6 Things All Leesville Students Can Relate To When It Comes to Raleigh's Fall Weather

The weather is beginning to change and grow colder as fall and winter approach Raleigh. Leaves are falling, temperatures are dropping, and warm clothes are appearing.


  1. 1. When you walk outside in the morning and the brutal cold hits you out of absolutely nowhere.
  2. As shorter days approach, the sun sets sooner and rises later. This causes temperatures to drop even lower through the night and into the morning, past the time when Leesville's first period begins. The absence of the sun forces students to face the harsh temperatures on the way to class.
  3. 2. You need a parka in the morning, but by the time school gets out you might as well be in a swimsuit.
  4. Raleigh weather is never predictable, especially between seasons. In the morning, students often bundle up for the cold but as the day progresses, the temperatures generally rise past 70. The rapid change causes high schoolers to trade in their jackets and scarves for shorts and sandals.
  5. 3. The realization that hurricane season doesn't end until November.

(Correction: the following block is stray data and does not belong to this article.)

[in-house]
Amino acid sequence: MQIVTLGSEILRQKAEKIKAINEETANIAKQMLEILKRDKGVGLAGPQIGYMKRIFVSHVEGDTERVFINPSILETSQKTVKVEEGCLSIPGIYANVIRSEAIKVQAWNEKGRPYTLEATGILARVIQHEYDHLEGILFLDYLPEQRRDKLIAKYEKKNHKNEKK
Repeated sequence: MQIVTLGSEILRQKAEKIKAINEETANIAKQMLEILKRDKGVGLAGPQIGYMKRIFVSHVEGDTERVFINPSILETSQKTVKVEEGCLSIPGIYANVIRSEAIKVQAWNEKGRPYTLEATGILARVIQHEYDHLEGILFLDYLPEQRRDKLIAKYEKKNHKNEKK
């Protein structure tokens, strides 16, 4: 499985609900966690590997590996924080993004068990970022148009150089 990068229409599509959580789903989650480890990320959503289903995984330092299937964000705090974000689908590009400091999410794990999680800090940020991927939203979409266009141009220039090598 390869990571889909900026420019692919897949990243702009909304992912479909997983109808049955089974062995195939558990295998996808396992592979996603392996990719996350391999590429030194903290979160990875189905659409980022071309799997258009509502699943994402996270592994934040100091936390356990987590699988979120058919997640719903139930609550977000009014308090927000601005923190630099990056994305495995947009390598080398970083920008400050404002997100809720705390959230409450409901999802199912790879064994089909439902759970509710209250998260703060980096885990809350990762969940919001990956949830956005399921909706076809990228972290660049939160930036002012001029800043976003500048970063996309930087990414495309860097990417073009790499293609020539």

6. June 1 to November 30 is commonly defined as "Atlantic Hurricane Season," a time when tropical storms and hurricanes are most likely to develop in the Atlantic Ocean. In 2017, multiple powerful hurricanes slammed the East coast and South of the United States and destroyed millions of homes and other buildings. The season poses a threat to Raleigh residents until almost the holiday season.
  7. 4. Checking the weather app on your phone only to see the forecast for today is 52 degrees, cloudy, and 17 MPH wind while tomorrow is 79 and clear skies.
  8. Raleigh is known for many things, but the most infamous may be the extremely indecisive weather. The forecast is known to not follow a pattern and even meteorologists have a hard time predicting what the weather will do. Students frequently struggle with deciding what to wear or how to make plans for the future because of the constant change of the forecast.
  9. 5. When it's definitely cold enough to snow but it doesn't and you still have school.
  10. Once it gets into the later fall and wintertime in Raleigh, temperatures frequently drop into the 30s and 40s. Although it's possible for it to snow when the temperature is 32 degrees or lower, North Carolina almost never sees snow until January of the following year. This can be especially frustrating for students hoping for a break off of school instead of facing the harsh temperatures everyday.
  11. 6. When fall and winter are supposed to be extremely dry, but the humidity in Raleigh never goes away.
  12. Not only is Raleigh's weather unpredictable, it's also exceedingly humid almost every single day. One would think that this would bring snow to the Triangle area, yet the ground doesn't see a single drop of frozen precipitation for months after the transition into the winter season. Nevertheless, North Carolina's humidity is tremendously persistent and troubles Raleigh residents for many weeks of the year.